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September jobs report shows decreased unemployment rates

  

Missouri’s seasonally adjusted unemployment rate dropped more than 2 percent in September, according to the latest jobs report released Wednesday.

The report found the state’s unemployment rate at just below 5 percent — a drop from the 7 percent reported in August. The number of unemployed Missourians dropped for the month by more than 68,000 — down to 146,000 from August’s 214,000. 

Missouri came in well below the national unemployment average of 8 percent, but rates remained nearly twice as high as numbers reported at the same time last year.

Nonfarm payroll employment increased by 13,000 for the month compared to August. However, total payroll decreased by 122,000 jobs from last September, with the goods production sector losing more than 4,000 jobs for the year and service industry employment decreasing by 118,000 compared to September 2019.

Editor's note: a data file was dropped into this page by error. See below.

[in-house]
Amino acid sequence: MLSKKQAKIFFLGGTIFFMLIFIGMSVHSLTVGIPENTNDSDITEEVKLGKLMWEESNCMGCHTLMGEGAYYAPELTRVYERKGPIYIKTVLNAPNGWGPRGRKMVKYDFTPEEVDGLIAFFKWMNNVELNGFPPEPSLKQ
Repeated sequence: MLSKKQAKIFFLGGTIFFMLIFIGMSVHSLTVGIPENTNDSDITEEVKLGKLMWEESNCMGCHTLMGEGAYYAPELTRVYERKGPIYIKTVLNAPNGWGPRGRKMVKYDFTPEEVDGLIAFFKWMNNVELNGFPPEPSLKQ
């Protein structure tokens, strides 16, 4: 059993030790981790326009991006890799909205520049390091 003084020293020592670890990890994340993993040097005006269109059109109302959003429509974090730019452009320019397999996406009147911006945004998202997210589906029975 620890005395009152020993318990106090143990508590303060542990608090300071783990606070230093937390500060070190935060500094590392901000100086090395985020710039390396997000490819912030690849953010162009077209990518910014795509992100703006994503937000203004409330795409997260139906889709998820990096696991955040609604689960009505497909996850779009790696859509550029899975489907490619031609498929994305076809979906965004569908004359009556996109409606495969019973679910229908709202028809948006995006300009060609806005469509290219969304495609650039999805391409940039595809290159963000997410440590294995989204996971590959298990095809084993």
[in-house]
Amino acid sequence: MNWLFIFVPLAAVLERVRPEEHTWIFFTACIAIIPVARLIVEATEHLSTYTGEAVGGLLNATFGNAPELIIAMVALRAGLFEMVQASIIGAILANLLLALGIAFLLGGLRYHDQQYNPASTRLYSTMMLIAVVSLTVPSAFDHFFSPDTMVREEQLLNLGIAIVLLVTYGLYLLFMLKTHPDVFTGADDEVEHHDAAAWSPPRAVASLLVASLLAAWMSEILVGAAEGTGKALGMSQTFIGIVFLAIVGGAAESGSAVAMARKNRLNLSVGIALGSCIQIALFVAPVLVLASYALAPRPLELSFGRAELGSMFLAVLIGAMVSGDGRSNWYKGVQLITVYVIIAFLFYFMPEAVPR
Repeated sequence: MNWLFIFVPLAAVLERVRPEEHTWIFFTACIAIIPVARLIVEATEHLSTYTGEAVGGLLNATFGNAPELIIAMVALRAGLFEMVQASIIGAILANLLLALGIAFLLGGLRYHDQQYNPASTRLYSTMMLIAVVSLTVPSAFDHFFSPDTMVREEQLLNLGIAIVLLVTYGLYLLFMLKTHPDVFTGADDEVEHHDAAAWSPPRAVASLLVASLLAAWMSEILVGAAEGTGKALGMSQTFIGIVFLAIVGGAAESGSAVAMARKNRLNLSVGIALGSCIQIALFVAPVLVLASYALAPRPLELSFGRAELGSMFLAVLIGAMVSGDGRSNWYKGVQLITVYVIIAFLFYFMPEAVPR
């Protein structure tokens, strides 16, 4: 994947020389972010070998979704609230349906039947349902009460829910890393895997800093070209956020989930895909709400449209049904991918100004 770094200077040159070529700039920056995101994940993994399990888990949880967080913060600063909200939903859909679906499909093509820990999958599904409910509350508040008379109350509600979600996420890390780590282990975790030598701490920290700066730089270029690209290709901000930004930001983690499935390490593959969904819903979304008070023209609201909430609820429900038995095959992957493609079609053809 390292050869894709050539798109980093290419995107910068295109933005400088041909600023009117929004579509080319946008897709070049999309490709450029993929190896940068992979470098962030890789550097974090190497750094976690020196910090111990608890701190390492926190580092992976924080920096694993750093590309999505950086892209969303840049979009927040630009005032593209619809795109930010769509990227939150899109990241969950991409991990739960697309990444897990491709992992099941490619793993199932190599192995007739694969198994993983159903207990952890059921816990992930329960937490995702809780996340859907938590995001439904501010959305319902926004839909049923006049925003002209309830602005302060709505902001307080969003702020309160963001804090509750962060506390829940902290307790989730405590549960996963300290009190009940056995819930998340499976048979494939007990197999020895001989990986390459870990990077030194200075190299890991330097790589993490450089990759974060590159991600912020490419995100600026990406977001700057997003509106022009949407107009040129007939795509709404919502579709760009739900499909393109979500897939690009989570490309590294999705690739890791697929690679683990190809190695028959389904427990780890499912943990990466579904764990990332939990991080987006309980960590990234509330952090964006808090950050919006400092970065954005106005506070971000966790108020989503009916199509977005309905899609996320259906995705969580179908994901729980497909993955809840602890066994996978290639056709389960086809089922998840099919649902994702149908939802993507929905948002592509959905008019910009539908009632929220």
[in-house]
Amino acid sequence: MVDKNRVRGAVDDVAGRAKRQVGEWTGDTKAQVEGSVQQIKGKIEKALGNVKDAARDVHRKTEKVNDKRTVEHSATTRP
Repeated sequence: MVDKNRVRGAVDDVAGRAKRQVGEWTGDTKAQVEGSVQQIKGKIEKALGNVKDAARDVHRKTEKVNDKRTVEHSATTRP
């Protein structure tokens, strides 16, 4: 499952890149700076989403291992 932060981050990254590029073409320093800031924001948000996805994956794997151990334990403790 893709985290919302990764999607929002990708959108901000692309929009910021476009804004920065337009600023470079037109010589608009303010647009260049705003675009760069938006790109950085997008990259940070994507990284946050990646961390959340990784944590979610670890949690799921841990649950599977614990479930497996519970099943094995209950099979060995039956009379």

Employment numbers increased in several industries last month. The leisure and hospitality sector reported an increase of 1,500 jobs; construction gained 2,100 jobs; and the trade, transportation, and utility sector saw an employment increase of 2,500. Government jobs saw the biggest increase in September with more than 4,600 new jobs reported for the month.   

Despite increasing for the month, many industries still reported substantial dips in employment compared to last year. The leisure and hospitality sector sat at more than 16 percent below its employment numbers from September 2019 and educational and health services utilities came in around 4 percent below last year. 

General revenue saw a substantial increase last month, leaping over last September’s collections by 3 percent, according to the most recent general revenue report

Missouri showed strong employment numbers in 2019 — then hovered at 3.5 percent unemployment earlier this year before surging to a high of 10 percent in April due to COVID-19. Since the state reopened in May, unemployment numbers have continually decreased from month to month.